- In the Lord of the Rings movies, several actors really suffered for their art. Remember that scene in The Two Towers where Aragorn kicks an orc helmet and screams in frustration because he thinks the hobbits are lost? He just broke his toe. Poor John Rhys Davies was playing Gimli and was allergic to his latex mask. In the section when Aragorn, Legolas, and Gimli are running across the countryside after the orcs, Viggo Mortensen had a broken toe, Brett Beattie, John Rhys Davis' stunt double, had a knee injury, and Orlando Bloom had broken ribs sustained from falling off a horse.
- Then there's Sean Bean, who hated helicopters. So, rather than ride the helicopter to the top of the mountain where the shoot was taking place, he climbed the mountain in his full Boromir costume, did the shoot and then climbed back down again. The climb took him two hours each way. That's dedication.
- When Sam runs into the lake to follow Frodo what you don't hear is that the actor stepped on a piece of glass in the lake and opened up his foot doing it.
- Peter Sellers labored to get a film adaptation of Being There made for 7-8 years; it was one reason he revived his Inspector Clouseau character. He was willing to do everything within reason to play Chance the Gardener because he identified with him so much. This affected his personal relationships with his then-wife and children to varying degrees as he took on the character's persona. Worse, making the film partially contributed to the further deterioration of his health, as his heart problems had returned with a vengeance by the late 1970s. He was willing to gain weight to play the role and hide an attack from insurers and doctors because he knew they might force him to put off making the film if they found out. He died less than a year after it was released. Beyond the performance serving as his Crowning Moment of Awesome, there's the irony that he had to struggle so much to play a character who hardly does a thing to rise to power and lives in a perpetual state of unaware, untroubled contentment.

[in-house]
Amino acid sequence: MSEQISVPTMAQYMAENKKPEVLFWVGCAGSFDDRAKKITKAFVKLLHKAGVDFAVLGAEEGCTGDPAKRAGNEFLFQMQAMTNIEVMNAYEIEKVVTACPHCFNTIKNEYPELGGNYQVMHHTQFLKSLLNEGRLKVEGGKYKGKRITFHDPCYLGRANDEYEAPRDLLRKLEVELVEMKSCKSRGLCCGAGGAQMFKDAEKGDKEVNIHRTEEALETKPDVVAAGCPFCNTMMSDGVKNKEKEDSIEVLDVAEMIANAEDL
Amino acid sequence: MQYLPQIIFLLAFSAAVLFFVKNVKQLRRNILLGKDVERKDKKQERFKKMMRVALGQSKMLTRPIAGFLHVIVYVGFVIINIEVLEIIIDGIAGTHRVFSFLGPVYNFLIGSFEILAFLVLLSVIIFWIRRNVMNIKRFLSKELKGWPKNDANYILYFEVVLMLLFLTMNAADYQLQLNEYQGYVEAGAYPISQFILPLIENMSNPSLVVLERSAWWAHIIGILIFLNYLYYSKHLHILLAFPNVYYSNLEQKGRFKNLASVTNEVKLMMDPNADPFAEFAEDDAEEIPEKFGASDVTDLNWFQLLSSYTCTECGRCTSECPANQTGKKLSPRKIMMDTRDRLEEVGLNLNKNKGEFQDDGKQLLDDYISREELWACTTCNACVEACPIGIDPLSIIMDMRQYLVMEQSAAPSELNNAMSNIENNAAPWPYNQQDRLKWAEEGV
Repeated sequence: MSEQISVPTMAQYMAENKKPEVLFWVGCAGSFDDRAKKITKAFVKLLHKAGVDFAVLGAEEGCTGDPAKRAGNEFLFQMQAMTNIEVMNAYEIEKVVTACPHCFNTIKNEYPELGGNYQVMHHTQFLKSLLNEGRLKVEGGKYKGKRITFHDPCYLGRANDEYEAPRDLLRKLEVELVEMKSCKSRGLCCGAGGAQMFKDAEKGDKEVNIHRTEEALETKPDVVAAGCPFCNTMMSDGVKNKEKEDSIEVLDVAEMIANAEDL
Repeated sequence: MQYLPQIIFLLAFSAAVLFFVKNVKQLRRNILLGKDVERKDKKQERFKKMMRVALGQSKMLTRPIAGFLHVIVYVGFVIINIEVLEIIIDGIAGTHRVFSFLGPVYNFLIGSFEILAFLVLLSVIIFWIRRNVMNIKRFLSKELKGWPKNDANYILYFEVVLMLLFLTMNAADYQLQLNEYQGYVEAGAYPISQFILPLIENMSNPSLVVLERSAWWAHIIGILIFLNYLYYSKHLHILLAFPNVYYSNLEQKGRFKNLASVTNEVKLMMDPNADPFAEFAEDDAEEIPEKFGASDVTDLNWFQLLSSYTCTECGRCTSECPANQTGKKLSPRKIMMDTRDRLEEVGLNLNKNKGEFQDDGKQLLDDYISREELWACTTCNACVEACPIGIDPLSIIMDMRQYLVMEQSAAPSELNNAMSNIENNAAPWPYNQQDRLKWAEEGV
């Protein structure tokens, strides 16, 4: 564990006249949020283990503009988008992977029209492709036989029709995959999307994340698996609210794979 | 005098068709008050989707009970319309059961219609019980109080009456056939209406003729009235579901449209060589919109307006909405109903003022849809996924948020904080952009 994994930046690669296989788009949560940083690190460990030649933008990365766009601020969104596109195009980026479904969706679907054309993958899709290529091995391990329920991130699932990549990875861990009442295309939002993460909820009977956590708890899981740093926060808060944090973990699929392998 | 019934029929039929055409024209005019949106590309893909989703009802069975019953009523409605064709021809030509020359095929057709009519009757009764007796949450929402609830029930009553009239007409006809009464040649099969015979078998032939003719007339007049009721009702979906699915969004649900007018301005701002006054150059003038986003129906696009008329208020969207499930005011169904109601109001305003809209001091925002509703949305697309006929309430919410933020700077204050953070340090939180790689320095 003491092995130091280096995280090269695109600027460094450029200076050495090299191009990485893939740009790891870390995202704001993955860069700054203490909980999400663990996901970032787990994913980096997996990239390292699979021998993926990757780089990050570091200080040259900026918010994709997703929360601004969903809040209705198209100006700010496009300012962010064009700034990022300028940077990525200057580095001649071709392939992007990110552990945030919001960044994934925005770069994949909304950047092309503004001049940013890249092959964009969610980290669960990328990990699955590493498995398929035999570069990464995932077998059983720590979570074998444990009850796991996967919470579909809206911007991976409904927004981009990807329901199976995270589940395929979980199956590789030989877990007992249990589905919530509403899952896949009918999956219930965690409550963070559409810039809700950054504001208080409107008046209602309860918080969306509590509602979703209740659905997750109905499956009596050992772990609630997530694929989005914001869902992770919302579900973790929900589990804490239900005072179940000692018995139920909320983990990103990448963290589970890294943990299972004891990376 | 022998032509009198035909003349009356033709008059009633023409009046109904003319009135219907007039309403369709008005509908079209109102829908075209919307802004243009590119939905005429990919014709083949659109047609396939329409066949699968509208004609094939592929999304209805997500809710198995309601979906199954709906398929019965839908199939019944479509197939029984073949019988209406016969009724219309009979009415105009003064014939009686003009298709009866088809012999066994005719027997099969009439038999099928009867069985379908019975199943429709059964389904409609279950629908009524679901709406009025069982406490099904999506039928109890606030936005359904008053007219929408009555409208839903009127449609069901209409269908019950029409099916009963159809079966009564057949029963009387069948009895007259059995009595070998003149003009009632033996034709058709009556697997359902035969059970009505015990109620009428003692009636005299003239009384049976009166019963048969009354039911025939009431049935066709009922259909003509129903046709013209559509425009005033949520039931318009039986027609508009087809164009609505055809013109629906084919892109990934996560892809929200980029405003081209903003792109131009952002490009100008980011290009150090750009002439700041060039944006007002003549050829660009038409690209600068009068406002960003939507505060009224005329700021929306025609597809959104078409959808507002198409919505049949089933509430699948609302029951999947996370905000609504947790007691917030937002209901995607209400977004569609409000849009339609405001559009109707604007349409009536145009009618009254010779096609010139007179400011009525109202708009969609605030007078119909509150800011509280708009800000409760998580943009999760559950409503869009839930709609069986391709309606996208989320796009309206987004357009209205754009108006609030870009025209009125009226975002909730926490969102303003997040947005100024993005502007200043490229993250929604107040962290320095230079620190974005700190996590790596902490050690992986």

- Spaceballs "You've got to marry Prince Valium! He's the last prince left in the galaxy!" Prince Valium is played by Jm J. Bullock, who is gay.
- Beethoven's later works can be considered Cue Irony, when one keeps in mind he was going deaf when he composed them, in the early 1800s.
- To quote Terry Pratchett, "Deafness doesn't prevent composers from hearing the music. It prevents them from hearing the distractions."
- Gene Simmons of Kiss is known for flying around on stage with cables but he is afraid of heights.
- Jack Norworth, the writer of "Take Me Out to the Ball Game", didn't actually attend any baseball games until years later. He argued that he was purely a songwriter, and baseball itself didn't interest him at all.
- Mel Blanc, original voice of the carrot-loving Bugs Bunny, had to chew on actual carrots during his voice recording sessions since nothing at the time could replicate the sound of nibbling on carrots. In order to avoid choking on the half-eaten carrots while trying to deliver his following lines, he would spit them out into a nearby spittoon instead.
- At least one account had him save the carrot-chomping for the last stages of recording for a particular short, and the recordings of the carrot-chomping would then be inserted into the audio track as necessary.